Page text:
Show Review: Daughter @ The Royale 11.2.16

by Isaac Feldberg (Journalism), published November 13th 2016

photos by Isaac Feldberg


Daughter’s best songs, like the delicate “Landfill” and agonized “Smother,” are steeped in shadow and smoke, rolling dissections of heartache and hopelessness that feel at once crushingly intimate and hauntingly universal.

The London trio’s set on Wednesday at the Royale, accentuated by swirling fog and icy lighting, seemed designed to mirror that same sonic sparsity, even as the band prioritized material from their latest, rockiest record Not to Disappear. Sheltered in gloomy ambience but never consumed by it, lead singer/guitarist Elena Tonra, guitarist Igor Haefeli, and drummer Remi Aguilella remained committed to letting the music speak for itself.

And given the frontwoman’s gift for sharp songcraft, that approach proved wise. Opening number “New Ways” set the tone for the evening, with Tonra’s breathy sighs mingling with a reassuring guitar line from Haefeli to cast a spell that, for the audience, was eerie and engrossing.

Daughter isn’t known for innovative instrumentation, but their stage presence proved both effective and clean. When the band followed four tracks from Not to Disappear with “Tomorrow,” an elegant track from breakout If You Leave, the transition felt not just slick but natural. Even a jarring bout of technical difficulties in the first half couldn’t disrupt the depth of feeling brewing between Daughter and their fans – like a clumsy gesture during an otherwise smooth seduction, it was laughed off with a timid smile and playful banter, then quickly forgotten.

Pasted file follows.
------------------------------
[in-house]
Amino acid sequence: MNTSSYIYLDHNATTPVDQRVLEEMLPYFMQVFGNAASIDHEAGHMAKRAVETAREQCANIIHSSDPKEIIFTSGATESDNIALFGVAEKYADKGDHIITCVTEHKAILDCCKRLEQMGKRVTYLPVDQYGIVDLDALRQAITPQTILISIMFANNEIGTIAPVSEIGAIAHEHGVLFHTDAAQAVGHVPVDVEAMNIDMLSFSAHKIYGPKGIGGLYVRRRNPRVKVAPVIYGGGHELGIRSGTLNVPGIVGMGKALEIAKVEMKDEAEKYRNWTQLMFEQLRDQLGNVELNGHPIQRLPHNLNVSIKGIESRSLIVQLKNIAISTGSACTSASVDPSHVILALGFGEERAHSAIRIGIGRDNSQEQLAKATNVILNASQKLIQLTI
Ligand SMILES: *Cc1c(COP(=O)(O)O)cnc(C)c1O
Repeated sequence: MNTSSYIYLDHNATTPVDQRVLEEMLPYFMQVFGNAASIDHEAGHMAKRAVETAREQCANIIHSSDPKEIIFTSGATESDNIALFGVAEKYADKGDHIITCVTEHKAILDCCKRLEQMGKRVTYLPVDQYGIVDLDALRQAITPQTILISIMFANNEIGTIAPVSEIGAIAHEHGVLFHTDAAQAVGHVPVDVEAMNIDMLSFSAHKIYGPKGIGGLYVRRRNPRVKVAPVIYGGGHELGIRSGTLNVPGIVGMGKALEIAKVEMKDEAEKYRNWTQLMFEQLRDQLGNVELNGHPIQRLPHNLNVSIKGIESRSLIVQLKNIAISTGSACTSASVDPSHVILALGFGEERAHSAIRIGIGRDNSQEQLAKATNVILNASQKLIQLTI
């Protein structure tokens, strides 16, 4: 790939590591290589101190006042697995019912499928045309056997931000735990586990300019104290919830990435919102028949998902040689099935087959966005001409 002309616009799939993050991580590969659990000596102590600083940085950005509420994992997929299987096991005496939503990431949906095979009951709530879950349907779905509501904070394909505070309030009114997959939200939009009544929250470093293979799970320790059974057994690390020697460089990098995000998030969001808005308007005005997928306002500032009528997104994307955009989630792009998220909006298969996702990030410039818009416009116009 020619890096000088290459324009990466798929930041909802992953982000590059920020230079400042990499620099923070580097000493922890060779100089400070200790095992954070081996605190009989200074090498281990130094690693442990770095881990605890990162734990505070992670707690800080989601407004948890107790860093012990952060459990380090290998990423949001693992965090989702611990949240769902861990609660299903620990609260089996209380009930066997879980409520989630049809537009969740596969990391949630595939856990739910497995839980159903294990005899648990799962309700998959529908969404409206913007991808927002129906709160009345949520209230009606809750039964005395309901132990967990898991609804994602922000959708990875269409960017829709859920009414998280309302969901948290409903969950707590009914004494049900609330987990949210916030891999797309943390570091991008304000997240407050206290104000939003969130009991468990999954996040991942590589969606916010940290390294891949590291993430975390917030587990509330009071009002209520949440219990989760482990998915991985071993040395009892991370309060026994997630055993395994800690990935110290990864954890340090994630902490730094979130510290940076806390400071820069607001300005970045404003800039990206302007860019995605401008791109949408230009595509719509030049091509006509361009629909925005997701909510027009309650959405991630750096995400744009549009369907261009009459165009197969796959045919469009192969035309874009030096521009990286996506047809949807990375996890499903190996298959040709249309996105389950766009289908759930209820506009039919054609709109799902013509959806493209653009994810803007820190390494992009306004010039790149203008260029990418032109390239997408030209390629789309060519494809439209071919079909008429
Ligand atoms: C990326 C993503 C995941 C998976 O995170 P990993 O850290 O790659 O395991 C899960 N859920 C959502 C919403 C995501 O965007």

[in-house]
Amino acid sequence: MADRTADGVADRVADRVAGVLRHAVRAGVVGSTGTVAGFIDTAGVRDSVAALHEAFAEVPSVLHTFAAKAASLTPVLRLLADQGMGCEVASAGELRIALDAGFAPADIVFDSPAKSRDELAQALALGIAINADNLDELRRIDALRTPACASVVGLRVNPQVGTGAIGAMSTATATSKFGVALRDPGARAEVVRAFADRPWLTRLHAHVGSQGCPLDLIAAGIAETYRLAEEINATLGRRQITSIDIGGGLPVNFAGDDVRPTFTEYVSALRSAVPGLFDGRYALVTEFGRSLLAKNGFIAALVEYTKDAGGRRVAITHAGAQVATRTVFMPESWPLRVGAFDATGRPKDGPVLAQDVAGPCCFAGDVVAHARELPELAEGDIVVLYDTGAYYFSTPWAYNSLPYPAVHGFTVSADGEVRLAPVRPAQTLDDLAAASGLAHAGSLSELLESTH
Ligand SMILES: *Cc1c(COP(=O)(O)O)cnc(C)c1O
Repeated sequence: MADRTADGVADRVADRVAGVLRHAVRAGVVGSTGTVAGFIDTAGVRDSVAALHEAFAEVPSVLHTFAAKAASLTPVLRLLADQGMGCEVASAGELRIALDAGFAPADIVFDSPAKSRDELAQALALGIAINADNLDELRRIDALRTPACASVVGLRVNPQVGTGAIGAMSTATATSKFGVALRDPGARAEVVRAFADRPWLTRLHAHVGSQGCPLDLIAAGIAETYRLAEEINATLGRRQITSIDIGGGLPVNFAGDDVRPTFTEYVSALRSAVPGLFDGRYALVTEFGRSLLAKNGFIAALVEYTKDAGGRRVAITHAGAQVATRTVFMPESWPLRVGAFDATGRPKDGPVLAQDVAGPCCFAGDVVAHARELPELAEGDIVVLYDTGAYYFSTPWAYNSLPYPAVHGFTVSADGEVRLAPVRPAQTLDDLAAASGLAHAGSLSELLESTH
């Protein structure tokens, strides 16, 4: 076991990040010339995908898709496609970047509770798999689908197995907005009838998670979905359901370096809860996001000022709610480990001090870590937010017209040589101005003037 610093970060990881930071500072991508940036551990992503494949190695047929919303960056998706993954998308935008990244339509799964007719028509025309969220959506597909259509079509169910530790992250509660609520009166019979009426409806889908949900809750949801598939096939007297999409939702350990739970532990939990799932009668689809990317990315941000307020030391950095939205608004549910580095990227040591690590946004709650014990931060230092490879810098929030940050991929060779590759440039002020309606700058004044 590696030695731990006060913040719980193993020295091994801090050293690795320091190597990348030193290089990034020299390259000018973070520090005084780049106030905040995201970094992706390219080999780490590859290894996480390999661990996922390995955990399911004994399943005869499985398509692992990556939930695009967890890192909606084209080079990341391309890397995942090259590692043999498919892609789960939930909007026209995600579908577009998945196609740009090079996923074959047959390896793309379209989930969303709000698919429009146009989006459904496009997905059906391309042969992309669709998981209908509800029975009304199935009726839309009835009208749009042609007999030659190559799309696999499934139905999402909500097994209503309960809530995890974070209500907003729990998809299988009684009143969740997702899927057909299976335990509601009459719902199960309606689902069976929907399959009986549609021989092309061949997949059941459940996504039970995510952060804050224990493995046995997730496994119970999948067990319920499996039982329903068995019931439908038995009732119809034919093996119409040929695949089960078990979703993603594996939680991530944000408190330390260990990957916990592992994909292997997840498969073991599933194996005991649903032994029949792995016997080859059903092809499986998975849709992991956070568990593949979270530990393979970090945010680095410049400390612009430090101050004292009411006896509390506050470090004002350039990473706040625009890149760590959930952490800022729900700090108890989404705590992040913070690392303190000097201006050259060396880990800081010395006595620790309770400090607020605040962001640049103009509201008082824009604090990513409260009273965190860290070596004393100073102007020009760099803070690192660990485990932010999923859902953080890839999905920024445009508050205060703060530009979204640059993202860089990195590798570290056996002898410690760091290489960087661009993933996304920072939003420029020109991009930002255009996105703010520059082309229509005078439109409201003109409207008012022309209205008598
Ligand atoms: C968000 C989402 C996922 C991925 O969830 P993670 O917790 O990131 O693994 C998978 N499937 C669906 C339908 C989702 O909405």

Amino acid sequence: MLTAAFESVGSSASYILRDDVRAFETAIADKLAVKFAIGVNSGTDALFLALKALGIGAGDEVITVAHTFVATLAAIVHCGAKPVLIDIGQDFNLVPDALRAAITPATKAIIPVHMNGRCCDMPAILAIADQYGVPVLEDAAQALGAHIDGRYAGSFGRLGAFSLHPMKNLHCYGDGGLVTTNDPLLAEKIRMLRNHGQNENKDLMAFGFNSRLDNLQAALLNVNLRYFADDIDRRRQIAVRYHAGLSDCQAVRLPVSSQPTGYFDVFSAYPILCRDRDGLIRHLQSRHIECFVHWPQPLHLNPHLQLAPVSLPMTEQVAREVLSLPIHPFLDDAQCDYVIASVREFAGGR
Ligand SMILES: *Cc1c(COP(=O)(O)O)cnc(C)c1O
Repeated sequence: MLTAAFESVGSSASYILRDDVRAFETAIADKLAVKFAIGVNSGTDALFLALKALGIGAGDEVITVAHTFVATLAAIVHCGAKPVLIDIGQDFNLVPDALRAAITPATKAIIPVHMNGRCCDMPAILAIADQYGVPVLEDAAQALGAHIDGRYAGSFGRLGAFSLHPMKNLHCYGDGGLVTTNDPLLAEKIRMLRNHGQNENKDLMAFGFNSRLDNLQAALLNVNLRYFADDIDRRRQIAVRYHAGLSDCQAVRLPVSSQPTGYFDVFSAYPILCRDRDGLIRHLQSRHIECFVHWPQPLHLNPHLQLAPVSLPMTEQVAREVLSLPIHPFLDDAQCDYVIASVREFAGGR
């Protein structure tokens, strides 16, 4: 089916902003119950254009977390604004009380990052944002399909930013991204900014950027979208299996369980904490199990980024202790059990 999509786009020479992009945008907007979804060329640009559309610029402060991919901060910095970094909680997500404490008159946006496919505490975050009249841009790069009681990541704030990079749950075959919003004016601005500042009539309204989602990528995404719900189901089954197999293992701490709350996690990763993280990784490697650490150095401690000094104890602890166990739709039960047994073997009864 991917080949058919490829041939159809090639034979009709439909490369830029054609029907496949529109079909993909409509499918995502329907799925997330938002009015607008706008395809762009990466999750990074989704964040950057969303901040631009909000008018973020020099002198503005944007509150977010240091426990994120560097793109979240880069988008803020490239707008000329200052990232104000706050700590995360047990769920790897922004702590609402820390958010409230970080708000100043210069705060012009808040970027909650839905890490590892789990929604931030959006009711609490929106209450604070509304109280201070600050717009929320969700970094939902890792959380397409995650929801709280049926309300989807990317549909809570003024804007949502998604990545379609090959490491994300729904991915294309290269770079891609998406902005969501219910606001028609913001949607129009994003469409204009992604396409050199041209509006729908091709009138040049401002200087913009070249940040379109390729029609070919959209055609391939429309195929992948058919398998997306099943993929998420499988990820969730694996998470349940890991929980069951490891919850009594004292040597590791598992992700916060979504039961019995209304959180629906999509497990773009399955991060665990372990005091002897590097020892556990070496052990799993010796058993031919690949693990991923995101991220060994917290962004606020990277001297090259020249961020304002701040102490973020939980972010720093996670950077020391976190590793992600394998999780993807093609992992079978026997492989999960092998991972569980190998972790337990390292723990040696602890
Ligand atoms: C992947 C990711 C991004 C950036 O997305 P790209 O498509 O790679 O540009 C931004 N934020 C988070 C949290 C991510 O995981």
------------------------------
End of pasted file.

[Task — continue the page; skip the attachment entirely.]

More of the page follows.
As the band meditated on recent material, performing every Not to Disappear track apart from closer “Made of Stone,” and reached back through its discography for hits “Youth,” “Winter,” “Human,” and “Smother” – all devastating crowd-pleasers – their sense of comfort in the small, crowded venue remained constant.

Tonra, delivering sharp lyrics with a voice as gossamer as spider silk, proved wholly capable of transforming her songs to better suit a live setting. “Doing the Right Thing” felt somehow more shattering, and the album’s occasionally overwhelming production was put on the back burner to favor Tonra’s exquisite vocals. On “No Care” the band bore its teeth for a bruising, bitter kiss-off that landed like a heart-in-mouth antidote to the rest of the evening’s gauzy remove. With portentous guitar riffs and surging vocals, the track felt special, like Daughter’s admission that they could punch through the veil they otherwise choose to reside behind.

By the time Daughter first left the stage, going out on a soft and melancholic rendition of If You Leave conclusion “Shallows,” the audience was on its feet. Some cheered the band on, others wiped away tears, and many more split the difference. “I love you,” one choked-up attendee yelled, to a mixture of laughter and agreement. Though a cursory glance around the darkened venue would have yielded tear-stained faces as early in the evening as second song “Numbers,” the gut-wrenching one-two punch of “Youth” and “Smother” (still the trio’s most aching accomplishment) was what appeared to put the majority over the edge. No one goes to see a band as rooted in love and loss as Daughter without expecting a few tears, after all, and the band was in such fine, forlorn form as to conjure them easily.

Only a few minutes later, the crowd reached its highest decibels when the band reappeared for a two-song encore of early track “Medicine” and Not to Disappear highlight “Fossa,” tying together their past and present with impressive dexterity. It was startling to note the band’s progression from elegant, depressed austerity on the former to sweeping, rippling magnitude on the latter. Despite their ponderous nature, Tonra, Haefeli, and Aguilella seem, more than ever, forward-facing. Though entrenched in the same dreamy, desolate soundscape they’ve always called home, the band is beginning to blow on the coals of ice-covered hearts in their songs, and finding within them faint fires they can coax back to life.

To put it another way, to watch Daughter at the Royale was to find them deep in the process of doing what all bands in their position must inevitably do. Daughter, as they heal, learn, ruminate, and explore the limits of their sound, are also growing up.

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